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Since the start of the pandemic, there has been a huge increase in cyber attacks. According to internet service provider Beaming, UK businesses faced a 20% rise in threats compared to 2019 (the equivalent of one attempted attack every 46 seconds). Cybersecurity research firm CrowdStrike also found that manufacturers saw an 11% increase in network intrusions.

A rise was anticipated considering the switch to remote working. However, it appears that many are not fully protecting themselves. In this guide, we explain exactly why you can’t afford to disregard cybersecurity, and offer some practices you can implement in your business.

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Your guide to taking cybersecurity seriously in your manufacturing business
  • What is the potential cost of a cyber attack?

    In monetary terms, the average cost of a breach is £1,010, although this figure increases with the size of the business. But there is also a time cost, not just a financial one – large organisations spend an average of 3.4 days managing the impact of an attack. Both costs can damage your capacity to operate your business as usual, as well as cause irreversible harm to your reputation.

    Cybersecurity is taken very seriously by suppliers and customers – they increasingly want to see security credentials before signing purchase orders, meaning you could lose business if you don’t take the necessary steps. Data protection is required by law through GDPR too, and you could land a hefty fine if you fail to notify a data breach to the regulator within 72 hours.

    Given that cybersecurity is so critical for ensuring business continuity and growth, it’s far better to prevent a cyberattack than risk one happening. It will cost a lot less in the long term when it comes to your brand’s image, resources and bottom line.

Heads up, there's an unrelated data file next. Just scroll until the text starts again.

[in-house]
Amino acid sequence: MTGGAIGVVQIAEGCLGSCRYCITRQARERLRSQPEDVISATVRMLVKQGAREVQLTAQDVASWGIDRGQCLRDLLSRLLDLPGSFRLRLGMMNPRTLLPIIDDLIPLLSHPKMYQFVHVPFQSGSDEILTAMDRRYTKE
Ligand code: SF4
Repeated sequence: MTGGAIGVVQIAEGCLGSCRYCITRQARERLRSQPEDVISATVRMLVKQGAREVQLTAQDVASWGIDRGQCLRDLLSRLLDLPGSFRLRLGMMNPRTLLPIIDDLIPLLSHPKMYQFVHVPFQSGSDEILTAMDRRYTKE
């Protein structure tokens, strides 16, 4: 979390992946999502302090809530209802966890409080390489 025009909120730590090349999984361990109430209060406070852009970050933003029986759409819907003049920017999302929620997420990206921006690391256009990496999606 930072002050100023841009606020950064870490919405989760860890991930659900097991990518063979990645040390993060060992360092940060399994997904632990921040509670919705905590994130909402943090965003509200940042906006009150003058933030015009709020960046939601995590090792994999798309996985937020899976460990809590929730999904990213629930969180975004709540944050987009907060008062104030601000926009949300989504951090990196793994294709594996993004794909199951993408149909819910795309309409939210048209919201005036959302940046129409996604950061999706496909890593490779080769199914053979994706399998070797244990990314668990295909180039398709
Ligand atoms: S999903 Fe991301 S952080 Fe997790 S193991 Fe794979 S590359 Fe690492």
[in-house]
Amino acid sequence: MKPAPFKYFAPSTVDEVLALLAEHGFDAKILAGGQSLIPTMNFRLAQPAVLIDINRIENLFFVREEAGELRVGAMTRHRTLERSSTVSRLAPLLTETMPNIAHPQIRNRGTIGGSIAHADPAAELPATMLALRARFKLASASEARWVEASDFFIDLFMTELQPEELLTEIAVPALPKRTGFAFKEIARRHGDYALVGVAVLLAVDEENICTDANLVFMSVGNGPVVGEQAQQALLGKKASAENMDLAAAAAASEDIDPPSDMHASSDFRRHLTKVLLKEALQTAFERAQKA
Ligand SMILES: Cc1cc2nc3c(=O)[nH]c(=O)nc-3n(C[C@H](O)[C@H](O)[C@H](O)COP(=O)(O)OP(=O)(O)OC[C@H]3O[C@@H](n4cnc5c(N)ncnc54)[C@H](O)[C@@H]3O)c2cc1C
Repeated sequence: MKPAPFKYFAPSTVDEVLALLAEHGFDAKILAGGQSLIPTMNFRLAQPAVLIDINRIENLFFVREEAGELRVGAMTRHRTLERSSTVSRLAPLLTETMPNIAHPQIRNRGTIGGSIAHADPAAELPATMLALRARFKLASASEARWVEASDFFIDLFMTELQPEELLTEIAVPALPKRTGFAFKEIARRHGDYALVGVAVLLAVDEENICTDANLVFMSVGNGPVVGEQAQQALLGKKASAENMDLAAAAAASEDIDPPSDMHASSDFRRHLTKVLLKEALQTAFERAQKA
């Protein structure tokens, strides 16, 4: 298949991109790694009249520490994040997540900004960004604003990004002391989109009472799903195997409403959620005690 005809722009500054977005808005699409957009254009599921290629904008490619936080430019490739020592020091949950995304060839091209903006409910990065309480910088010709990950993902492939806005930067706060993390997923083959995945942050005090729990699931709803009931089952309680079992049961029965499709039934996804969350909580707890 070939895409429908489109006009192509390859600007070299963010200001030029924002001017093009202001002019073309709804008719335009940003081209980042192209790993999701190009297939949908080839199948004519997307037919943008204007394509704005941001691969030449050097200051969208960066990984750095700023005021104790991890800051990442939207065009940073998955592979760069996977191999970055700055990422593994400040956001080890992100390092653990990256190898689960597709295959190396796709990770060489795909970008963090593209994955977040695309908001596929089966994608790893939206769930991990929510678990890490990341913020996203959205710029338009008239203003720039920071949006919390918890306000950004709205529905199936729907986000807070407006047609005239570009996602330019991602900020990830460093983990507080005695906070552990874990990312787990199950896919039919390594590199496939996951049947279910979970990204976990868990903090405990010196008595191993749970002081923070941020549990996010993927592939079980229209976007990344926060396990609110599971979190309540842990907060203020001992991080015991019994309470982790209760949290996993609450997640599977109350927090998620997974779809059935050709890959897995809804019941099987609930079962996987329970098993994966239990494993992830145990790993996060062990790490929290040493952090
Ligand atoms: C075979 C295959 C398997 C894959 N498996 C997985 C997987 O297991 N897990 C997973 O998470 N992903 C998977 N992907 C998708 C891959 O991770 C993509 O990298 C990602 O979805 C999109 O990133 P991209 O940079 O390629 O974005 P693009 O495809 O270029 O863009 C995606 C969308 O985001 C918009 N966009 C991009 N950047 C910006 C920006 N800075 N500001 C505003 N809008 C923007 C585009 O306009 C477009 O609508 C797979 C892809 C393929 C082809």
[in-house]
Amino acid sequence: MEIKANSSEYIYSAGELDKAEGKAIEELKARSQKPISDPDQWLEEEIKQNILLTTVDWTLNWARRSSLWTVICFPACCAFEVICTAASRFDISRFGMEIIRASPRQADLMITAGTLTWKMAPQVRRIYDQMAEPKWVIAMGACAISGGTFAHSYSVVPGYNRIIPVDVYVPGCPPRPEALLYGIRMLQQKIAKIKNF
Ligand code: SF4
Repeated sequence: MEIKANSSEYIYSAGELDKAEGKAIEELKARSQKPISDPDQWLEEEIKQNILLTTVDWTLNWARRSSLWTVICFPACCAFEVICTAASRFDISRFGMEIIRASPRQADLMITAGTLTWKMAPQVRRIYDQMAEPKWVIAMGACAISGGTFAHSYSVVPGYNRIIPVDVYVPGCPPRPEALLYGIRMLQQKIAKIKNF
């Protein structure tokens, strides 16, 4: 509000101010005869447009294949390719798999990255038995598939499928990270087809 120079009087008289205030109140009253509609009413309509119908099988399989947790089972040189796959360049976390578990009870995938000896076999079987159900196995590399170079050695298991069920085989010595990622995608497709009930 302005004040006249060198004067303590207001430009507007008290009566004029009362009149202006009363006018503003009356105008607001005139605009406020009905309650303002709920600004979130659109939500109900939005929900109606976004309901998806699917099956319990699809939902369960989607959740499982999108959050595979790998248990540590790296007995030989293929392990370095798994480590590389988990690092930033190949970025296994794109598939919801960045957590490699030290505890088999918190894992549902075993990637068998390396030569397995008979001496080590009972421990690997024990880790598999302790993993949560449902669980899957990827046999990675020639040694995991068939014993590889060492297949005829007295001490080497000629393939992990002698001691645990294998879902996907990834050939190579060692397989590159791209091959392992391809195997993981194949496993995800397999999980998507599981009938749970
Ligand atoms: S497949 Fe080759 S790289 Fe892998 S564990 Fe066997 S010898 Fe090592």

• What types of cyber attack are there?

    You can reduce the risk of a cyber attack if you know what they are and how to recognise them. Here are some of the most common ones:

    1. Phishing – This is one you’ve most likely heard of, as there are very few people who haven’t received a phishing attempt in their inbox. These are often sent via email (but can be via telephone or text), and appear to be a reputable source. The user is encouraged to click a link and provide sensitive information.

    2. Spear-phishing – Here, either an organisation or individual is targeted with communications which are specific to their environment, and is often used alongside ransomware. They take small pieces of information over a period of time to complete the knowledge later, and then hold you to ransom.

    3. DDoS (distributed denial of service) attack – This is where a denial-of-service message is received; services and networks are bombarded with traffic to drain the resources and bandwidth, leading to the system being unable to fulfil user requests and becoming exposed. At the end of this, or a similar process, the company may potentially be contacted by the criminal organisation, demanding ransom in return for the encryption code, which could have catastrophic ramifications for a business – especially an SME.
  • How do cyber attacks occur?

    A few things that could leave you open to cyber attacks are actually very basic. We recommend checking if any of the following apply to your business, and taking corrective action if they do:

    • Open ports or services
    • Default settings
    • Vulnerable applications and legacy operating systems
    • Vulnerable makes and models of network equipment

    If you’re guilty of any of these, don’t worry – many SMEs are. It’s tempting to have fully open systems so that people can access them and be productive. However, it’s important not to forget how dangerous this open and uncontrolled access is, and it’s important to work on resolving the issues at hand.